- store_artifacts:
path: cypress/screenshots
- store_test_results:
path: cypress/results
view raw config.yaml hosted with ❤ by GitHub

Notice the store_artifacts part of the configuration, it declares what folder should be saved.

After the build complete, you’ll be able to see the artifacts on the Artifacts section of CircleCI.

artifacts section


As anything, Cypress has tradeoffs, they tell them straight away and do a nice job explaining them in detail here. I’m going to list the permanent ones:

  • Cypress is not a general purpose automation tool.
  • Cypress commands run inside of a browser.
  • There will never be support for multiple browser tabs.
  • You cannot use Cypress to drive two browsers at the same time.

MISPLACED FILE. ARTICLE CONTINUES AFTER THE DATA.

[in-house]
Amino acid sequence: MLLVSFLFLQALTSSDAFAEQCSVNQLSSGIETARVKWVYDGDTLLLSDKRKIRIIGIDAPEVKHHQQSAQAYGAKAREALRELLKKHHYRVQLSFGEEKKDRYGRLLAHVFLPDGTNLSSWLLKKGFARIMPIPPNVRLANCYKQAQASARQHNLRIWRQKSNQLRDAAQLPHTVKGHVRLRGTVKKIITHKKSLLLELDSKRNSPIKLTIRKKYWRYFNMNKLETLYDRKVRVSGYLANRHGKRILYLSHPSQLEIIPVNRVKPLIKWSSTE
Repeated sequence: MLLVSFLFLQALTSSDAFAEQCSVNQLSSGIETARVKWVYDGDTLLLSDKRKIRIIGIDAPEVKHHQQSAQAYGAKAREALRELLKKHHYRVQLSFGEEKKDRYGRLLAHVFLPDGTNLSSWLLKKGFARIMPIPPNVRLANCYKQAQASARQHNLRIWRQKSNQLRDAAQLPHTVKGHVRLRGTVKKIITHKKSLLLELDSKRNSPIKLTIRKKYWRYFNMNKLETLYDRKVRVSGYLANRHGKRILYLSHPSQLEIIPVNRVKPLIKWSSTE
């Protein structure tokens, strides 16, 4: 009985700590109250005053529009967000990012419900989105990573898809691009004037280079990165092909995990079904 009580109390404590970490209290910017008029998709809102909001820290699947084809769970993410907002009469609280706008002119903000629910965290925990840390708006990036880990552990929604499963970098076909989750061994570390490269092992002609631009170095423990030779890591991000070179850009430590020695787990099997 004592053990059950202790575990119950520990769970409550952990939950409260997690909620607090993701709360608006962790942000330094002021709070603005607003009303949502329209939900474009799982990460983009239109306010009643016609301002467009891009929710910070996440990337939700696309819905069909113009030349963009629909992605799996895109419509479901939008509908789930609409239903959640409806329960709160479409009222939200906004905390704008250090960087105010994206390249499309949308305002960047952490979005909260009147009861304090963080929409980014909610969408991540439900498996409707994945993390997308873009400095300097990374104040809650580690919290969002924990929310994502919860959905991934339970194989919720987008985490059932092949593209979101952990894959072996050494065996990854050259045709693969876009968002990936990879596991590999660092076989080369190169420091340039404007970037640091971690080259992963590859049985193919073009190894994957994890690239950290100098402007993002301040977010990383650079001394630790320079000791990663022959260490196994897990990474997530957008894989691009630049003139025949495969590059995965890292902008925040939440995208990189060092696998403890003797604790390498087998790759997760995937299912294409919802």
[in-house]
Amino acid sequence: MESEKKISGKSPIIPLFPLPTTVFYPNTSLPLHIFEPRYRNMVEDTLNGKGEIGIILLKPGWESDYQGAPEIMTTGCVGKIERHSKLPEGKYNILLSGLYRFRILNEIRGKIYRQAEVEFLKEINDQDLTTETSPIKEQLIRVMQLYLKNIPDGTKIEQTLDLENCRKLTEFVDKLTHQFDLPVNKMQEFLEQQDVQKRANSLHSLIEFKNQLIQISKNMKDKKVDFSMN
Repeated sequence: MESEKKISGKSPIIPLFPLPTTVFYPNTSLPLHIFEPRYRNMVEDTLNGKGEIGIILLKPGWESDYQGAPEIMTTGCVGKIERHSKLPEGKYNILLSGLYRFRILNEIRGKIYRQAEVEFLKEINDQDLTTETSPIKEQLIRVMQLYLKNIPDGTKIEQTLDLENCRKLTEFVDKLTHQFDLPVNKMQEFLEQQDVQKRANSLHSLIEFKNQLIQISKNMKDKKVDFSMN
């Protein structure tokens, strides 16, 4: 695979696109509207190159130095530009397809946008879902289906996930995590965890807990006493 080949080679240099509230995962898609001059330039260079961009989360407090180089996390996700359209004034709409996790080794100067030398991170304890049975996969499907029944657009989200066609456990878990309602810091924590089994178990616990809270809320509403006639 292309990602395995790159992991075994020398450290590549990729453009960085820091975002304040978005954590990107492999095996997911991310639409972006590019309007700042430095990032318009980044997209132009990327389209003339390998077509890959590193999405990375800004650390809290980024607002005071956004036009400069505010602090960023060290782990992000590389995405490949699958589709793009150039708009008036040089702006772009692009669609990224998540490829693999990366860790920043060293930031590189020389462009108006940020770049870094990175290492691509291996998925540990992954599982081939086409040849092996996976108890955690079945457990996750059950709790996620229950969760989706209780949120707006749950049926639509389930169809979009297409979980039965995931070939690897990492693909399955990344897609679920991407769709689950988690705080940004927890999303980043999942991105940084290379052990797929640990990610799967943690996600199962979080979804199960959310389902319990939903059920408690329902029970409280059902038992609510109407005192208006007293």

• Each test is bound to a single origin.

In the above link they explain each one of them in detail. On that same page, the temporary tradeoffs are also listed.

Cross browser support is (gladly) considered temporary, you can see its progress here


Cypress has, IMHO, in its APIs one of its best features. To me, the API and the ease of install is definitely something that makes it stand out from the rest.

The fact the you can just npm install and start writing/running tests is amazing. Adding to that, the UI tool also helps a lot debugging and developing new test cases.

To finish and this is probably more of an personal taste, I found the API is so clean, tests are pretty easy to read and navigate, making it a good place for starters when onboarding on a project.

What do you think about Cypress, have you used it?

I would love to hear your opinion and experience as well as any questions/feedback you have about this post. Feel free to reach out to me!